That’s right, naked mole rats may be the true underlords of this planet, shriveled immortals lurking beneath our feet, sewing discontent throughout society until humanity is on the verge of collapse. Explains the current state of the world quite well, I’d say. But unfortunately we can’t pin humanity’s failings on the machinations of mole rats. We may, however, learn how to extend our misery indefinitely by studying their apparent agelessness. elifesciences.org/articles/31157

Researchers at Google’s creepy biotech company Calico have discovered that mole rats break a basic rule of mammalian aging and could theoretically live forever. Biologist Rochelle Buffenstein has found that naked mole rats break the Gompertz-Makeham law – Discovered in the 1800s by British Benjamin Gompertz, it states that mammalian risk of death increases exponentially with age. So the older we get, the more likely we are to age. According to the model, the risk of dying doubles every eight years after the age of 30.

I just turned 40, by the way.

The rule applies to any mammal scientists have studied, except mole rats. Buffenstein at Calico found that the risk of death for mole rats stays pretty constant no matter their age at about 1 in 10,000.

“If you look at any rodent aging study, a hundred animals is all you need to see Gompertz aging,” she told Kai Kupferschmidt of Science. “Here we have 3,000 data points and we’re not seeing it.”

So a young spry mole rat has the same chance of dying as a middle aged mole rat. She’s been collecting data for more than 30 years (long before Google was a thing) and has more than 3,000 data points. The oldest mole in her experiment is now 35 and seems to be in good spirits. For a mole rat.

So there seems to be good mathematical proof that mole rats don’t age. Also, female mole rats don’t show any signs of menopause and can reproduce late into their lives. Their brains, hearts, and bones appear to remain healthy over time and they rarely get cancer. Buffenstein calls the mole rat “a non-aging mammal.”

For such a small animal, that’s crazy. There’s typically a strong correlation between body size and lifespan – hamsters live for about three years, but elephants can live longer than 50. If you plug mole rat weight of just 35 grams into the formula, you get 6 years. Not 30 plus.

Naked mole rats don’t appear to feel pain the way most mammals do, and only a few individuals out of the hundreds studied are known to have developed cancer. They can also hold their breath for 18 minutes at a time with no apparent side effects whatsoever. Naked mole rats, on the other hand, are relatively safe in the wild once they’ve established a burrowed colony. Predators can’t easily slither into their labyrinthine underground homes, and the mole rats mostly feast on roots and tubers, meaning they hardly ever have to leave the house. The queen mole rat, much like a queen bee, is guarded by a plethora of worker rats. Evolutionarily speaking, that means traits related to longevity could be selected for over traits that allow fast reproduction. “There’s something special about mole rats,” says Braude. “But you want to make sure you get right what’s special, or you’re not going to be looking in the right places for further relevant, cool biology.”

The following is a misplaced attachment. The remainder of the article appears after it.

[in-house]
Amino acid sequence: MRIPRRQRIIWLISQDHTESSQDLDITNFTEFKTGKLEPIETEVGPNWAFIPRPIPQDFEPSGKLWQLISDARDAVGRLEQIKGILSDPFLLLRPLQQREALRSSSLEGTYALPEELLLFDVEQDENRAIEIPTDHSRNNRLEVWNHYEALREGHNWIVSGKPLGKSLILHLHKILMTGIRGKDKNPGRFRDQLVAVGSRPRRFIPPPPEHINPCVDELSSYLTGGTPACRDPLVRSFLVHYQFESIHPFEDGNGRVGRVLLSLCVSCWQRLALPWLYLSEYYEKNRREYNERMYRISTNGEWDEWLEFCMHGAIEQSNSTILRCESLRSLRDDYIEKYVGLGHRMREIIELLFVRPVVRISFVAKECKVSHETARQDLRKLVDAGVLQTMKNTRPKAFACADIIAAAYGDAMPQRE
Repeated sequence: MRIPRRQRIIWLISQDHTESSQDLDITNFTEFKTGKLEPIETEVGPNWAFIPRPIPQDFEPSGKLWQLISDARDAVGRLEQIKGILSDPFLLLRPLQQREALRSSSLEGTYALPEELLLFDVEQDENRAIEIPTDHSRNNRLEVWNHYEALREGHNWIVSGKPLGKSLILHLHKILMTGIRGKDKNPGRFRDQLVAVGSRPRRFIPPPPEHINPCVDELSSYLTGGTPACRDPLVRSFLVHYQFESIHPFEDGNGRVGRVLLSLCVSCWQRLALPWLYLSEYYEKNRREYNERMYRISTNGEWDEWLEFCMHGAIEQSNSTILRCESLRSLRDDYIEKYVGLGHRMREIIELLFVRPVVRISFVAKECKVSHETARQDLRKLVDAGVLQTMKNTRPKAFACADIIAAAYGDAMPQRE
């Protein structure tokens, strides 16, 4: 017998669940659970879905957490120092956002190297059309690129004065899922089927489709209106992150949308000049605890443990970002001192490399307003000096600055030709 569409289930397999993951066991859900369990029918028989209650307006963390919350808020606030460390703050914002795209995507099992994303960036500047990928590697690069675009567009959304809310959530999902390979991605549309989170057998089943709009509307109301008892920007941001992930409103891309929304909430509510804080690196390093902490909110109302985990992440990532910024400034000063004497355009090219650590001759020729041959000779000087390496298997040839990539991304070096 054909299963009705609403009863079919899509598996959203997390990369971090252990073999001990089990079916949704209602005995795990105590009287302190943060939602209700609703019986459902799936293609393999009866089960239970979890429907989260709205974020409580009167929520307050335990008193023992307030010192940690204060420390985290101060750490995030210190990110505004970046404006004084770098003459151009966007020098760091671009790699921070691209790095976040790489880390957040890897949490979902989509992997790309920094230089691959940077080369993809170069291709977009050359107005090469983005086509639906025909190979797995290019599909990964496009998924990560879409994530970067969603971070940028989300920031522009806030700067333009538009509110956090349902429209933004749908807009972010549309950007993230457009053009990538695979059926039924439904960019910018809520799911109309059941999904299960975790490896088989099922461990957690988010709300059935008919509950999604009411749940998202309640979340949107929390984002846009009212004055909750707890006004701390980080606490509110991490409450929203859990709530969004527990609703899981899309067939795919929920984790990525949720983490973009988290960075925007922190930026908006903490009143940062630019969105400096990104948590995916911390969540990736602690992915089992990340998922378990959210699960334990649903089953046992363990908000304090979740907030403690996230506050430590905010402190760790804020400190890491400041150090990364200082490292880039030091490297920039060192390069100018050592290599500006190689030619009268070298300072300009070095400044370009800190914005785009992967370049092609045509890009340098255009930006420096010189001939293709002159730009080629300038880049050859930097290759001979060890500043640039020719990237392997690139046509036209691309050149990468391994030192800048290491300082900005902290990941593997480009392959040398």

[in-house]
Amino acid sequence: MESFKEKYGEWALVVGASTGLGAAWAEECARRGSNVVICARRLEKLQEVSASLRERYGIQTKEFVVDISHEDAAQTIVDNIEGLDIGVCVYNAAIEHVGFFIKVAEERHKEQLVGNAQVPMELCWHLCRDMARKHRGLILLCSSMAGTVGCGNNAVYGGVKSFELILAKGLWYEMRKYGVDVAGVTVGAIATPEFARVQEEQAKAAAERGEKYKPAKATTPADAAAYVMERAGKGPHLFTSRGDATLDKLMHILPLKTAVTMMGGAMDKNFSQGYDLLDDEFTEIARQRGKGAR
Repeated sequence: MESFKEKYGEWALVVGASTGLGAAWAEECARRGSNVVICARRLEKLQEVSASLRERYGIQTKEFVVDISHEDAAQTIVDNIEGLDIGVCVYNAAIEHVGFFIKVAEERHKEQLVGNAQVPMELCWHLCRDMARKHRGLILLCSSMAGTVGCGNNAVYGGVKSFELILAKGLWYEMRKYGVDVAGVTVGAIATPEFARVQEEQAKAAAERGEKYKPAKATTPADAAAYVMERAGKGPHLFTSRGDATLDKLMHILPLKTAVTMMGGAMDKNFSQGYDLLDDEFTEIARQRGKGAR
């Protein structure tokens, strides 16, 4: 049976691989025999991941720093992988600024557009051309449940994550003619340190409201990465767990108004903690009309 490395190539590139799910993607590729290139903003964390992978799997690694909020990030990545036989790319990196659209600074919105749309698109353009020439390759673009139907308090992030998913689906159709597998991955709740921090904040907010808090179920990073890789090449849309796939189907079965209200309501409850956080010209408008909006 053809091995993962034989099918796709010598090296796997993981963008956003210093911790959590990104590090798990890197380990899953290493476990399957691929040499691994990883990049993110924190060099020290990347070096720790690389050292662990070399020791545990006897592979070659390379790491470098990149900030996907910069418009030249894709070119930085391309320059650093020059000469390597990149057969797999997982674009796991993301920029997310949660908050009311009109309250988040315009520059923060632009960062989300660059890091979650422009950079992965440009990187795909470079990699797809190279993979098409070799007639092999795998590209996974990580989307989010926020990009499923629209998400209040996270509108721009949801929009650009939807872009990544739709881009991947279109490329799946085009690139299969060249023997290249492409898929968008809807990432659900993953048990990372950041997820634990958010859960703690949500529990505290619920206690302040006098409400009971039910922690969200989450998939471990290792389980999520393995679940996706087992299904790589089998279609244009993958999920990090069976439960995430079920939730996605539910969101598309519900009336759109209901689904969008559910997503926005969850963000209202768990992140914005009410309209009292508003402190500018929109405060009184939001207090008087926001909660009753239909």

Scientists will need to study a lot more geriatric mole rats to see if the mortality risk does indeed remain fixed across a larger population.

It mostly likely has to do with the animal’s telomeres, Braude says. Telomeres are like the cap on a new pen. They protect strands of DNA from damage or decay. But telomeres themselves get damaged over the lifecycle of a cell, as it makes copies of itself. Once the telomere is gone, cells can no longer create new tissue. This highly scientific, molecular process is more commonly known as aging, and it’s something that the billionaire founders of Google (and Amazon and PayPal) would like to put an end to.

“Naked mole rats appear to be able to protect their telomeres,” says Braude. “They can have many more cell cycles, and that’s a really cool trick.” Scientists still don’t know how or why naked mole rats’ cells have this ability, but it is likely the next step in further research.

But given the fact that Sergey and Larry just turned 44 and I know what it feels like to be middle aged, I’d say there’s a good chance some sort of treatment will be developed in the coming decades.

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